The attack on Pearl Harbor was a watershed moment in World War II. This incident probably changed the outcome of World War II by inviting the might of the Americans to supplement the Allied forces. On a bright Sunday morning of December 7, 1941, fighter planes of Japan appeared unannounced in the skies of Honolulu, Hawaii. Japan had sent a formal invitation to Americans to join the war with this unexpected attack. On December 8, 1941, the Americans obliged and formally announced their entry in World War II.
Reasons For Attack On Pearl Harbor
The relationship between the U.S. and Japan was on an ebb before 1941. Japan’s ambitions were to expand up to China due to its imperialistic ideals and resultant economic benefits. Subsequently, Japan declared war on China in 1937. The unhappy Americans responded to this aggression of Japan by imposing some economic sanctions. However, these sanctions affected Japan badly because it was importing 90% of its oil from America. The oil embargo would unduly influence the Japanese military abilities and deal a severe blow to their imperialist march. Hence, with the hope of destroying the American Naval fleet and thereby, be self-sufficient in oil by marching towards South East Asia, Japan audaciously attacked Pearl Harbor.
The Destruction Of Pearl Harbor
The Japanese dropped around 1,800-pound bomb on Pearl Harbor on that fateful morning. This unexpected attack severely destroyed numerous docked ships and aircraft. The bombing killed more than 2,400 unaware Americans and wounded thousands. The second wave of attack destroyed almost everything in Pearl Harbor. The final tally came to 347 aircraft and 18 warships.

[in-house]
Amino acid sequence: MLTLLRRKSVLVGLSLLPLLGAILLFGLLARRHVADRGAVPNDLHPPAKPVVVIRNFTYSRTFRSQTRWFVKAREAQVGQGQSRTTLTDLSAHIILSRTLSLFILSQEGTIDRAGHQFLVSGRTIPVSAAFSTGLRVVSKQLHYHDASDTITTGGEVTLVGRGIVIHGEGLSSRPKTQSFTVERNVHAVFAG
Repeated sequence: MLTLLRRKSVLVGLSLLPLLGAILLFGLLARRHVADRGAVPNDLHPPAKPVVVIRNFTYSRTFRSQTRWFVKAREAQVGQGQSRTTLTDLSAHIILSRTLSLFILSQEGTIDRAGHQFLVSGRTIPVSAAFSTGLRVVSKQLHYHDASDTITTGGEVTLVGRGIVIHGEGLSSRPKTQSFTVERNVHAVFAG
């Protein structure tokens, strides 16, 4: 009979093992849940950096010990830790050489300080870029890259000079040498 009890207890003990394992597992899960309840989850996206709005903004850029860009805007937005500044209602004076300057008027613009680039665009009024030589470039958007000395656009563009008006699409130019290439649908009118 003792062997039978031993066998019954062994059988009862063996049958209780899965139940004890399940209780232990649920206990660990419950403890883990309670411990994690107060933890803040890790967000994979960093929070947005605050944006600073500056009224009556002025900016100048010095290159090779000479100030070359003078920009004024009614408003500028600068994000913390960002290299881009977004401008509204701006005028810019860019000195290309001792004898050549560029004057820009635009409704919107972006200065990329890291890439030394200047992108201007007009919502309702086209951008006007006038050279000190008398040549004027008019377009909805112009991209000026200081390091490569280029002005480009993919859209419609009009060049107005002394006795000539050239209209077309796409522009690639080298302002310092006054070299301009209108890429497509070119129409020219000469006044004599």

The Extent Of Damage
Though the Americans were unaware of the impending attack, Japan did not manage to destroy the entire infrastructure of Pearl Harbor either. The airstrike left the oil storage, and the ship repairing unit untouched. Luckily, the third air attack planned to target these vital installations did not manifest due to various considerations. Such an attack could have severely damaged the American Pacific fleet and pushed back their readiness by at least a year. The USS Arizona and USS Utah ships would be ready to rise on-site itself. Furthermore, all aircraft were not stationed in Pearl Harbor.
Japan’s attack on Pearl Harbor marked the beginning of the Pacific war. A few days later, the Axis of Evil formally declared war against America. However, the Americans were not participating in the European War yet. The Americans were not ready for two war fronts with Japan and Germany. They had an acute shortage of men and material for any such adventure.
Total American Preparedness
Consequently, with an ambitious effort and purpose, the Americans were well equipped by the beginning of 1943. Eventually, the finances became sound, and new inventions in warfare had been developed. These events encouraged President Roosevelt to abandon years of isolation policy put on themselves after World War I. The meeting of Roosevelt with Churchill on August 14, 1941, had already led to the issuance of the ”Atlantic Charter” for the fight against fascism. With this declaration, The Americans were already chasing U-boats in the Atlantic with varying results.
Furthermore, in the ” Arcadia Conference’ held between December 22, 1941, to January 14, 1941, a great deal of strategy was discussed. Finally, this led to a joint declaration of ”Europe First” policy by America and Britain, which was the ultimate road map to victory in World War II.